Bet Ha-Hayim / The Cemetery: Where Beginnings and Ends Meet
Solo, ni al bedahey
"Alone, not even at the cemetery."
Another comfort toward the end of one’s life was in the very name of the place they would be buried. In Ladino, the cemetery was was known euphemistically as bedahey, a variation of the Hebrew bet ha-hayim, meaning “the house of life.”
The cemetery in Sephardic communities was truly a bet ha-hayim: a living place that was central to the rhythms of Jewish life. Instead of symbolizing fear, sickness, or bad omens, it was a place to pray for new life, hope for success, and a testament to a community’s vitality.
Ziyara: Community visits to the cemetery
Throughout the Ottoman Empire, the cemetery could be an active place where past and present intersected. Sephardic Jews made annual cemetery pilgrimages known as ziyara to visit the graves of loved ones—a variation of the Arabic word ziare, meaning to visit, and a custom inspired by their Muslim neighbors dating back to pre-Inquisition Spain. They also prayed at the graves of famous rabbis before Rosh Ha-Shana (the Jewish New Year) and Passover, and, in Salonica, a communal ziyara grande (great pilgrimage) took place before the Jewish New Year.
Today in the United States in Sephardic communities like Seattle, a similar ziyara grande takes place: Sephardic Bikur Holim Congregation (founded primarily by Jews from Turkey) makes the ziyara on the Sunday between Rosh HaShana and Yom Kippur; Congregation Ezra Bessaroth (founded primarily by Jews from the Island of Rhodes) makes the pilgrimage twice: once before the beginning of the month of Tishri (the same month during which Rosh HaShana falls out), and once before the beginning of the month of Nisan (the month during which Passover occurs).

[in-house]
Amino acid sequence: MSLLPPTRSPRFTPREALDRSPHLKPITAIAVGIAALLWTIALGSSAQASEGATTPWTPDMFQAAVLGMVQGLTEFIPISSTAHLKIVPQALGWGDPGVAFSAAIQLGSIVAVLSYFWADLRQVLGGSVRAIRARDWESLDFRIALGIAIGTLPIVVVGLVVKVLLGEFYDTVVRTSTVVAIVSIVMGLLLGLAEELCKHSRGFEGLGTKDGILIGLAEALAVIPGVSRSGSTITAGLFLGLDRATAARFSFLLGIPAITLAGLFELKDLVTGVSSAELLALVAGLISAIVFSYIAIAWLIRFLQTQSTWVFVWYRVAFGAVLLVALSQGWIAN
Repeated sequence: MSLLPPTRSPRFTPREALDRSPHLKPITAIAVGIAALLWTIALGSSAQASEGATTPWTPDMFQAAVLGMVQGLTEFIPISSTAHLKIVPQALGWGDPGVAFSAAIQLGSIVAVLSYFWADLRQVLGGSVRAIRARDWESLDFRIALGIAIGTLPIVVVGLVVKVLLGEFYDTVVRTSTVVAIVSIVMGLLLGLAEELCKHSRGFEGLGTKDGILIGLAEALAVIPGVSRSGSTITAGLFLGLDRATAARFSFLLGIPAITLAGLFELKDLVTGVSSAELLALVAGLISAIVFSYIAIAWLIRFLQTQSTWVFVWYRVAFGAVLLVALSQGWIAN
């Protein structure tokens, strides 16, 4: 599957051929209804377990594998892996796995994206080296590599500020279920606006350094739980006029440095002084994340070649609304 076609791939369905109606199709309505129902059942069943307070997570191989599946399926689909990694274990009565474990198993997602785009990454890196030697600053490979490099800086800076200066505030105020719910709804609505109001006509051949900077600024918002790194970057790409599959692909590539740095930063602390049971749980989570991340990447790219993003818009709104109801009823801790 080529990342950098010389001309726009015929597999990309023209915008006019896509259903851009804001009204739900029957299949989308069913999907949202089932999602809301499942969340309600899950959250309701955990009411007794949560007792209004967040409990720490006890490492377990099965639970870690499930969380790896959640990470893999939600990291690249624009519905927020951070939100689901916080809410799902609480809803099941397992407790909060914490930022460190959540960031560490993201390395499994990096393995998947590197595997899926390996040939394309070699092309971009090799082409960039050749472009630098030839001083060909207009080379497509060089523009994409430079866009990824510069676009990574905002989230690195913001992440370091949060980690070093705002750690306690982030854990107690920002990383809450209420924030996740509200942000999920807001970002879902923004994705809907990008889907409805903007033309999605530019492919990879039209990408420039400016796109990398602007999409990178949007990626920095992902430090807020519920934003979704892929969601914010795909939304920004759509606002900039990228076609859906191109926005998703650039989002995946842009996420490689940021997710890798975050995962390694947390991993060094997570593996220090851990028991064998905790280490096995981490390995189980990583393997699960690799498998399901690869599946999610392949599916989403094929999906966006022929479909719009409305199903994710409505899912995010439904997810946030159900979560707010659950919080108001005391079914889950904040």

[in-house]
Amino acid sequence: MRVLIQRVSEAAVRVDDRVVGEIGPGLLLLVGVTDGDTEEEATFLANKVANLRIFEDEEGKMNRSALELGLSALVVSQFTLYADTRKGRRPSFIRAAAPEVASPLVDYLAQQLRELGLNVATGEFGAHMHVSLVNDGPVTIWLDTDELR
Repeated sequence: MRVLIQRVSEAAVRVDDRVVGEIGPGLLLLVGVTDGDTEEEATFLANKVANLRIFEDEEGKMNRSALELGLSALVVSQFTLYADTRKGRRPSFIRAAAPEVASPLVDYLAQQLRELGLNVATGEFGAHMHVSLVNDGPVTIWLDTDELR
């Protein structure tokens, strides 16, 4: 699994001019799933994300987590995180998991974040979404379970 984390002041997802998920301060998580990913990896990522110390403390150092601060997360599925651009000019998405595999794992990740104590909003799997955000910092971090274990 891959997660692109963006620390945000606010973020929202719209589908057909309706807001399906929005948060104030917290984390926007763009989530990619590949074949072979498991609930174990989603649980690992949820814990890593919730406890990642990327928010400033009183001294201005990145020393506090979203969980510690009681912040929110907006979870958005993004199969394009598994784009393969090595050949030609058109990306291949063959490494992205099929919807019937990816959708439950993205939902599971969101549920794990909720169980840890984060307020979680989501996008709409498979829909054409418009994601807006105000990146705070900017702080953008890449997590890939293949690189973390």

The cemeteries also offered niche employment opportunities. Honadjis, a Turkish-dervied term literally meaning “callers,” were rabbis of lower status who escorted visitors to specific tombs and recited prayers. Sometimes, for a funeral, families would also hire planyaderas—professional mourners who would cry, sing mournful dirges, and recite elegies with musical accompaniment.
The cemetery is like a temple: The importance of the bet ha-hayim
Some of the largest and oldest Jewish cemeteries once stood in the Ottoman Empire: in Salonica—once home to the largest of all Jewish burial grounds and the final resting place for Sephardic scholars and rabbis dating back to the sixteenth century—in Istanbul, and in Izmir.
In many cases, these vast burial grounds were adjacent to city centers and became the target of urban modernization plans in the twentieth century. In the case of Salonica, the Greek municipality expropriated the Jewish cemetery to make way for a university; in Izmir one of the Jewish cemeteries was similarly demolished to make way for a school.
When Salonica’s cemetery was threatened to be demolished (before its ultimate destruction in 1942), local rabbis invoked the Talmud and later codes of Jewish law which said that in Jewish tradition, the cemetery is regarded as a temple. This not only declared reverence for the burial sites, but also categorized the cemetery as a place where the living visited, engaged, and regarded as a central institution.
For example, children, even in their old age, would visit their parents’ graves to share their problems and worries, “in the same manner as had been done in life.” Pregnant women across the Ottoman Empire would also go to the cemetery close to giving birth to pray for a healthy child—a practice that brought the two extreme points of the life cycle together.